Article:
Purchasing residential estate is always a tricky affair as there are a bunch of factors you need to consider. An individual’s first purchase of a home will probably be that individual’s biggest ever purchase so it imperative that all factors are considered and understood before a purchase is made.
This is obviously the biggest factor. Don’t buy a home just because people are around you are buying or because you are being advised to invest in the market. If you aren’t financially stable at the time of purchase, it can end being a very costly market. Don’t be swayed by people that tell you that housing is always stable as the 2008 recession proved otherwise.
Considering the nature of the potential neighbourhood and the distance of it from your place workplace is important. Ideally, you don’t want something too far away as the costs required for daily travel/time spent in traffic will outweigh the higher cost of a closer property.
Most builders might try to hide the size of the carpet area, the area between the walls, from you and only mention the built-up area, which is a plot’s total area. It’s advisable to thoroughly examine multiple plots of the same area to determine which plot has the biggest carpet area.
Many cheaply built structures will try to sway you with low prices when compared to the average prices in an area. Find a source you can trust to give you an accurate representation of a structure’s quality or try to learn enough about buildings to do it yourself in an efficient manner.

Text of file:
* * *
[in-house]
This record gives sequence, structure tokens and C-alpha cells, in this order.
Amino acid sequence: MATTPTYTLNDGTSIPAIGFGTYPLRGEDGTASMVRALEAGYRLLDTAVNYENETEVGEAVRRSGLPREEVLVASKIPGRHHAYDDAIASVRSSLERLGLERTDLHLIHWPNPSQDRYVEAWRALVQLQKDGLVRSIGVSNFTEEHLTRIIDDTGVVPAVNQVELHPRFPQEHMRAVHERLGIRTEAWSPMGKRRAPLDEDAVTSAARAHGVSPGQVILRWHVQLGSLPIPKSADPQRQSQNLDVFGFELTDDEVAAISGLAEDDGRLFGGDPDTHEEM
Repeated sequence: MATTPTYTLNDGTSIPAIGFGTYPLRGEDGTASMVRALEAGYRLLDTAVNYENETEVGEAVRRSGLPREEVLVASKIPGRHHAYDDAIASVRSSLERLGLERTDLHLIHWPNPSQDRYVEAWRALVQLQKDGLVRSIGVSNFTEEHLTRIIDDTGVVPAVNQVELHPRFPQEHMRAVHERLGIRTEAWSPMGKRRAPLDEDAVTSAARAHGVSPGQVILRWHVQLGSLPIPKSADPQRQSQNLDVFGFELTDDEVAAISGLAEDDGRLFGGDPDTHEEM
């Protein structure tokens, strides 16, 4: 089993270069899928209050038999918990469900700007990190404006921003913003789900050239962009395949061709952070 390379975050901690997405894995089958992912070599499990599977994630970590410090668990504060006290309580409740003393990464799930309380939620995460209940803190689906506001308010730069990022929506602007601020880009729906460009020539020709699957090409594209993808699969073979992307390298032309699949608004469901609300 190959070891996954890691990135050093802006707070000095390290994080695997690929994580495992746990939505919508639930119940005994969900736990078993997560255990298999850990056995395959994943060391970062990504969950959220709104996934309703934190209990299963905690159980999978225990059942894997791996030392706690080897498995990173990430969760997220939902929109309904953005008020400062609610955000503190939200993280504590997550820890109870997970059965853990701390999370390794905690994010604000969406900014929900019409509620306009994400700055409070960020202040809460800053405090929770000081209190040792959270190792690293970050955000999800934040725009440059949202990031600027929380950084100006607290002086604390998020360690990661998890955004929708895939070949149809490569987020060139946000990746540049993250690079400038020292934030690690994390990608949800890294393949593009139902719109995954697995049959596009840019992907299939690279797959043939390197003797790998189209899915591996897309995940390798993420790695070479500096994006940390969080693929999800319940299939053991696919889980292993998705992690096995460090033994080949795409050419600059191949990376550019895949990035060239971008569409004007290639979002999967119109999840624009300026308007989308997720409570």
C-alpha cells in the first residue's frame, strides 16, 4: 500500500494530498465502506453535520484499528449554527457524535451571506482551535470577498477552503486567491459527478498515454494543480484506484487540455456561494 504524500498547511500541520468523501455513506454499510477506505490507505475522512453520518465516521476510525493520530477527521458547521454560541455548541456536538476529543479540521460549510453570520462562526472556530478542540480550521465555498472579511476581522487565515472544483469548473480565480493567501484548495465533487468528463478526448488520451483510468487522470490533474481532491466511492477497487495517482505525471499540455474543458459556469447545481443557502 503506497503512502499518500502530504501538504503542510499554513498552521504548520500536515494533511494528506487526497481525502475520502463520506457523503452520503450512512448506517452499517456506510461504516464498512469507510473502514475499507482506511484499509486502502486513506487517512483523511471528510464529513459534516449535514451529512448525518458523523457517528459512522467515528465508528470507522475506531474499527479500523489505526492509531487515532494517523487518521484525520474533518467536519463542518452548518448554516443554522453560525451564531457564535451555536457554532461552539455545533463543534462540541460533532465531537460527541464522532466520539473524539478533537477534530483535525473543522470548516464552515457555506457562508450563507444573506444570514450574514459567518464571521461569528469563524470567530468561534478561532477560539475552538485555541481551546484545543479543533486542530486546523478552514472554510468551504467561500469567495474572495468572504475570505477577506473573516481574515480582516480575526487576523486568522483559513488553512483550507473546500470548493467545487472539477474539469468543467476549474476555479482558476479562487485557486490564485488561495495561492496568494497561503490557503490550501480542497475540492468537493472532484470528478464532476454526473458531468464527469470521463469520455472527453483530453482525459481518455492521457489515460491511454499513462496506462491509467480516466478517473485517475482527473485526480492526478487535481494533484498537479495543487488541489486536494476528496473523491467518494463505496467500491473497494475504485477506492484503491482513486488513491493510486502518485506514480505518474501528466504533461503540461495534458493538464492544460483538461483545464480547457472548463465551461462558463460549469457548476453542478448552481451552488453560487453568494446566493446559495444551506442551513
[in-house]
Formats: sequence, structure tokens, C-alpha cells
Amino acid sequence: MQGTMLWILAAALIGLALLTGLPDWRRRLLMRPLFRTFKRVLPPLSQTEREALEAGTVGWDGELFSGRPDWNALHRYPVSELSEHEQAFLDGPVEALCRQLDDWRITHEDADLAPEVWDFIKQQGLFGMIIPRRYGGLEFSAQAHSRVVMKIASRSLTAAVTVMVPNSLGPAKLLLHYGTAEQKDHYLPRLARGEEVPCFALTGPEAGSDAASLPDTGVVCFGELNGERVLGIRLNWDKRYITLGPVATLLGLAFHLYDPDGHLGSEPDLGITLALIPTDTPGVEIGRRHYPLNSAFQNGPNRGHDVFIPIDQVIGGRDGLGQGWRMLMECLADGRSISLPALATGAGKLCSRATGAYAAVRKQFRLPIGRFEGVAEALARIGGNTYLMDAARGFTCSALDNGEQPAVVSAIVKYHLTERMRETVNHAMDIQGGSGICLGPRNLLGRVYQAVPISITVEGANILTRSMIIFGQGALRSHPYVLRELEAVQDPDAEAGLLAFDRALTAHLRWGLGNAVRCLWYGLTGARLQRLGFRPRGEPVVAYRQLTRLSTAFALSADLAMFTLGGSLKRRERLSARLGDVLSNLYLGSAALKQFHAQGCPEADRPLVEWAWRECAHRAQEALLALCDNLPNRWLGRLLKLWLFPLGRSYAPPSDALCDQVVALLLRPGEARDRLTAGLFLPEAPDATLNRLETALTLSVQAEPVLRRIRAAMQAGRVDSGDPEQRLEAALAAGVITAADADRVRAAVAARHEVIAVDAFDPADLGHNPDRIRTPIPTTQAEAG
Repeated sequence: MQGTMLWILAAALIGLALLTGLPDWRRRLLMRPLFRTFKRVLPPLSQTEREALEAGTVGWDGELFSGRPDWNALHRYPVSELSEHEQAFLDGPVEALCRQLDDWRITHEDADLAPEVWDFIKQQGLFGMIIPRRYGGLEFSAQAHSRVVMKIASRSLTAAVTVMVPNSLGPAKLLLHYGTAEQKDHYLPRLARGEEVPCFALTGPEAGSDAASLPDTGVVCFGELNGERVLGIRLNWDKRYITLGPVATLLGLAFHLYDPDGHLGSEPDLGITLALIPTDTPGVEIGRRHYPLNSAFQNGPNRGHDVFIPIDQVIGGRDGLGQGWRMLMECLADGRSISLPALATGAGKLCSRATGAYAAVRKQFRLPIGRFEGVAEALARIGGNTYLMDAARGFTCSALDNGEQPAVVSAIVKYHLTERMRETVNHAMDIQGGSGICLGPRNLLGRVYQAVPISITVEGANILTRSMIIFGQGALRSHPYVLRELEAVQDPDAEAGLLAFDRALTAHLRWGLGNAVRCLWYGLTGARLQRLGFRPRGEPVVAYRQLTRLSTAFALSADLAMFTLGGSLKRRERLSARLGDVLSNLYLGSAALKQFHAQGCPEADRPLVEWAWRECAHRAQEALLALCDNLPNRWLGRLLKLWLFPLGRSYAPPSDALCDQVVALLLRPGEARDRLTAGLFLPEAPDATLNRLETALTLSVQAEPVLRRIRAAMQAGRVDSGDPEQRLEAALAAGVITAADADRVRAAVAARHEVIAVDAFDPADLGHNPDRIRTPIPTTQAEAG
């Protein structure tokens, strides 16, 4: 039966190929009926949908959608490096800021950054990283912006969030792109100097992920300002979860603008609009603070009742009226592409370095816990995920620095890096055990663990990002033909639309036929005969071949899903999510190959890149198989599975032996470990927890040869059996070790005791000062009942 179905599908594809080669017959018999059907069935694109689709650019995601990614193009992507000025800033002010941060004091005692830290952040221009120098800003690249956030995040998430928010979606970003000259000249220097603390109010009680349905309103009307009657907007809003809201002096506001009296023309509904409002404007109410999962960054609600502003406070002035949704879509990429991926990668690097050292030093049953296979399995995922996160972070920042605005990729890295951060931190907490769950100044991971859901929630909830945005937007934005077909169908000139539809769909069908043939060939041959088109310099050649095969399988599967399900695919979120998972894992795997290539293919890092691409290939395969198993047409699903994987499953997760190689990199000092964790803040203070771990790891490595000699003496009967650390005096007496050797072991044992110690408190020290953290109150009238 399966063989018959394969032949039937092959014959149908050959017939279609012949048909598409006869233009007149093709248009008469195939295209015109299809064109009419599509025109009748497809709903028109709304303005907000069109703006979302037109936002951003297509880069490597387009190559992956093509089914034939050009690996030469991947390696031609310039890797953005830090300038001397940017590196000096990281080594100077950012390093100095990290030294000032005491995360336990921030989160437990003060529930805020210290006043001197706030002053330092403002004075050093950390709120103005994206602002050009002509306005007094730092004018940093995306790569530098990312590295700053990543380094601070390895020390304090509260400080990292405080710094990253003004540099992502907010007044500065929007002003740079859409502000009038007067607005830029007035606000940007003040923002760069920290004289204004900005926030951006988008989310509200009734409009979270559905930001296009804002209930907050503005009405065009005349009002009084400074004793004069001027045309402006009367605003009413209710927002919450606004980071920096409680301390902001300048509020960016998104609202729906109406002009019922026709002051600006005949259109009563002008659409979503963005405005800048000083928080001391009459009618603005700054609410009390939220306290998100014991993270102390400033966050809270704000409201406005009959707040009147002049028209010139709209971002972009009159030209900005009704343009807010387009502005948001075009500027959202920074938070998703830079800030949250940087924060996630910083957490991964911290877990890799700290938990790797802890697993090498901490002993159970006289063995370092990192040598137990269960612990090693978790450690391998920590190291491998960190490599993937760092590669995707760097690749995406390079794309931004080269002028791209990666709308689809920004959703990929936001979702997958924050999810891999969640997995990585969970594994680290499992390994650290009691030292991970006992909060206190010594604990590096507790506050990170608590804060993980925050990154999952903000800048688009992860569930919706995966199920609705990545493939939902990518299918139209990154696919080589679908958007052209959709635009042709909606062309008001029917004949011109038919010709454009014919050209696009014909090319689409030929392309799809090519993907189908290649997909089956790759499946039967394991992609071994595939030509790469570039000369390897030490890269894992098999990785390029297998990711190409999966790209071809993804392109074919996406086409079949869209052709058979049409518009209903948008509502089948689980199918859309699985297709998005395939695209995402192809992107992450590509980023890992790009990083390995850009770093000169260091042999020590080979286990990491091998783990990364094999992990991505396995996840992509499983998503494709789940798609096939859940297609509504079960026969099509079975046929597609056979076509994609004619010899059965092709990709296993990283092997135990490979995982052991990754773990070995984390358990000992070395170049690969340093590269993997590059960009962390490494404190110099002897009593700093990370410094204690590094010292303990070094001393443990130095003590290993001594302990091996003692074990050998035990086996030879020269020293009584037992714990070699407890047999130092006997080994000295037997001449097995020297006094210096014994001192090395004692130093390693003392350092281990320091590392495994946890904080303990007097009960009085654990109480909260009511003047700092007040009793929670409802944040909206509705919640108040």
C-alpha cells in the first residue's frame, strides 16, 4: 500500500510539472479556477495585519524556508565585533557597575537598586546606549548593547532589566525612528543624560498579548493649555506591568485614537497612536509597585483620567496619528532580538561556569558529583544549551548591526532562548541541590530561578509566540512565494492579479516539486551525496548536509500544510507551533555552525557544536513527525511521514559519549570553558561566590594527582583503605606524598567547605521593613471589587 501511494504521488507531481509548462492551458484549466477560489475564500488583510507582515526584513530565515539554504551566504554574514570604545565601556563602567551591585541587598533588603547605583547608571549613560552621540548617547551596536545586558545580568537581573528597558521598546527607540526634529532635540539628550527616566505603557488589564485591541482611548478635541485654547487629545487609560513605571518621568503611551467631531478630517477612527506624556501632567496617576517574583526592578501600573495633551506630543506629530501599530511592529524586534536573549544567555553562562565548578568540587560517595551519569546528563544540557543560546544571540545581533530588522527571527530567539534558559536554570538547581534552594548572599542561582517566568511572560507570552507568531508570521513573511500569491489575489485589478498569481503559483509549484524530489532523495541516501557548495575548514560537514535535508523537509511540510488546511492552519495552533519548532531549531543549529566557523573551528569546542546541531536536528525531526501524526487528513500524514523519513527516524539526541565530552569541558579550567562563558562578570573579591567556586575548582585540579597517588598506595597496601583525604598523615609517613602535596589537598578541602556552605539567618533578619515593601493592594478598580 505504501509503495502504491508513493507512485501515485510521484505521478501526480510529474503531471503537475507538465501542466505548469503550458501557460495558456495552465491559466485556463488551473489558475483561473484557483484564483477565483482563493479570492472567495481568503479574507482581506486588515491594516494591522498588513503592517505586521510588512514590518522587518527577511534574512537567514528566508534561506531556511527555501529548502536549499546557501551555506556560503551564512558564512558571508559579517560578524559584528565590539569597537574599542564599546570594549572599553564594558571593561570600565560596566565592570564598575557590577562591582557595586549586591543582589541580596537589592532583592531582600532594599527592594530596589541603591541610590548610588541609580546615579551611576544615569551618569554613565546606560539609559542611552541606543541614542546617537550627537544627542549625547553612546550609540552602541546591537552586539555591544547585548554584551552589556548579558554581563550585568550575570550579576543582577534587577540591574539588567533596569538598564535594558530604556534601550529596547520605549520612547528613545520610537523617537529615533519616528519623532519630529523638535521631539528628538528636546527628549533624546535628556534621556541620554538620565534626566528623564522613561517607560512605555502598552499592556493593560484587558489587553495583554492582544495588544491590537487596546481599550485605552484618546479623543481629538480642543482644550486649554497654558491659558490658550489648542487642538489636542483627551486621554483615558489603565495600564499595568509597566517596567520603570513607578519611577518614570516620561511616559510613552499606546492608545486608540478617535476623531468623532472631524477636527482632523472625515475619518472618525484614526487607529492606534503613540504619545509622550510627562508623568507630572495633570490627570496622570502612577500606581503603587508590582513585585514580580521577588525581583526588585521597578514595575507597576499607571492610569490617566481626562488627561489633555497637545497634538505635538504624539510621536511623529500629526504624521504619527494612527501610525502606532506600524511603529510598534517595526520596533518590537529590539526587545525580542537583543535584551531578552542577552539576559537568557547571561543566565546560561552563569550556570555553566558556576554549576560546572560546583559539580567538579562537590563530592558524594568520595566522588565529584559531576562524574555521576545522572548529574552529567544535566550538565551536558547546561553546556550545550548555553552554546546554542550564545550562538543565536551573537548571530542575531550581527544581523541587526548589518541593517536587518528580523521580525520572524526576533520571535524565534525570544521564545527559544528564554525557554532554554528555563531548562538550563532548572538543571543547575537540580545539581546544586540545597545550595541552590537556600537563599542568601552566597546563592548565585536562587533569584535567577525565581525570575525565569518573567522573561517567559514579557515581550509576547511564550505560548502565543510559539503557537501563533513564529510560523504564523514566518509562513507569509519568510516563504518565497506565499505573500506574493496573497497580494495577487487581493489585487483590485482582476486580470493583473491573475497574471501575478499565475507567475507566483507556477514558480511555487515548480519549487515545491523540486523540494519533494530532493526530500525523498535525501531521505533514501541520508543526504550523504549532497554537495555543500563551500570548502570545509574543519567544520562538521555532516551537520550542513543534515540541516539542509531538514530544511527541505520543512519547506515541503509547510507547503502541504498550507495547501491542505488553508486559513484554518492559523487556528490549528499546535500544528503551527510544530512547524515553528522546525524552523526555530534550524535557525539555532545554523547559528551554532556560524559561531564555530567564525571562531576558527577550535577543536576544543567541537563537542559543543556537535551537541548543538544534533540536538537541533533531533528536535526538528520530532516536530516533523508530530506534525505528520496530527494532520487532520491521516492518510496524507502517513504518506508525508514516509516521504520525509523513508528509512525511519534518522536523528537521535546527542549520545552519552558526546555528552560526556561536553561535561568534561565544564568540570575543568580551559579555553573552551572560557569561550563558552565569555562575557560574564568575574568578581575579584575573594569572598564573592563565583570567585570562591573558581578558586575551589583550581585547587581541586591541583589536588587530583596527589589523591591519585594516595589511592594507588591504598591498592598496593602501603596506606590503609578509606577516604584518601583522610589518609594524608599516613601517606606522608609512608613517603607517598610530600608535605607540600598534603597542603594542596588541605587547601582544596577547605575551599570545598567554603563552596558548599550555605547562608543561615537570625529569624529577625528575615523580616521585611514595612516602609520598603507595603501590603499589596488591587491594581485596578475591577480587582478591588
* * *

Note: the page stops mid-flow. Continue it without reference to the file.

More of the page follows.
Before getting into bed with a builder or a seller, conduct a thorough background check to see how other customers have reacted to them in the past and if they have had any subsequent problems.
Don’t be pressed into making a decision by a seller and take your time while purchasing real estate. Don’t be swayed by seller lines such as ‘This is being sold out’, ‘This is the best price ever’ etc. After all, this will be your home and you cannot afford to mess up or miss out a vital detail.
Buying real estate is an extensive process and rightly so. Better to be safe rather than sorry.